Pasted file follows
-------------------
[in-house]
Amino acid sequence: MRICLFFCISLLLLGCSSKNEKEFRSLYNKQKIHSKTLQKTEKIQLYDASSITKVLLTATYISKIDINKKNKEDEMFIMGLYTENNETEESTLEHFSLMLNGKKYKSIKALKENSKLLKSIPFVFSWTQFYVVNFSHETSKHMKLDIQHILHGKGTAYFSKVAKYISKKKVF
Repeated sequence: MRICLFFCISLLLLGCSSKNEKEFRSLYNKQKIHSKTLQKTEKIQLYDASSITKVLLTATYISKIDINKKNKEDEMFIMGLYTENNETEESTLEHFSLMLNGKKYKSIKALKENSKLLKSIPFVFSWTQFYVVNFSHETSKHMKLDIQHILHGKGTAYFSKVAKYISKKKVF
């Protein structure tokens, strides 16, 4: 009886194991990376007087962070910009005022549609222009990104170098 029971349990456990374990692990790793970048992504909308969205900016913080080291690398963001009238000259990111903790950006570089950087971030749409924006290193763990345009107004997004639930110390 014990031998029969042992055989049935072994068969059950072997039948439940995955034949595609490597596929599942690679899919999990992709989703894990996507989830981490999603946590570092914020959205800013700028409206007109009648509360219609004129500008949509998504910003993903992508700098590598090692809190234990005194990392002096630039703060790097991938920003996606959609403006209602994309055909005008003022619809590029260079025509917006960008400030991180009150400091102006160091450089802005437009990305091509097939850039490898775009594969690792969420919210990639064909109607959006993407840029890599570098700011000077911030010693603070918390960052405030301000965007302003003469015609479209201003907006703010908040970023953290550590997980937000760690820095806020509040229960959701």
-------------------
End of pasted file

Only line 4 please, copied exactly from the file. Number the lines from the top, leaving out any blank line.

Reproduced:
């Protein structure tokens, strides 16, 4: 009886194991990376007087962070910009005022549609222009990104170098 029971349990456990374990692990790793970048992504909308969205900016913080080291690398963001009238000259990111903790950006570089950087971030749409924006290193763990345009107004997004639930110390 014990031998029969042992055989049935072994068969059950072997039948439940995955034949595609490597596929599942690679899919999990992709989703894990996507989830981490999603946590570092914020959205800013700028409206007109009648509360219609004129500008949509998504910003993903992508700098590598090692809190234990005194990392002096630039703060790097991938920003996606959609403006209602994309055909005008003022619809590029260079025509917006960008400030991180009150400091102006160091450089802005437009990305091509097939850039490898775009594969690792969420919210990639064909109607959006993407840029890599570098700011000077911030010693603070918390960052405030301000965007302003003469015609479209201003907006703010908040970023953290550590997980937000760690820095806020509040229960959701």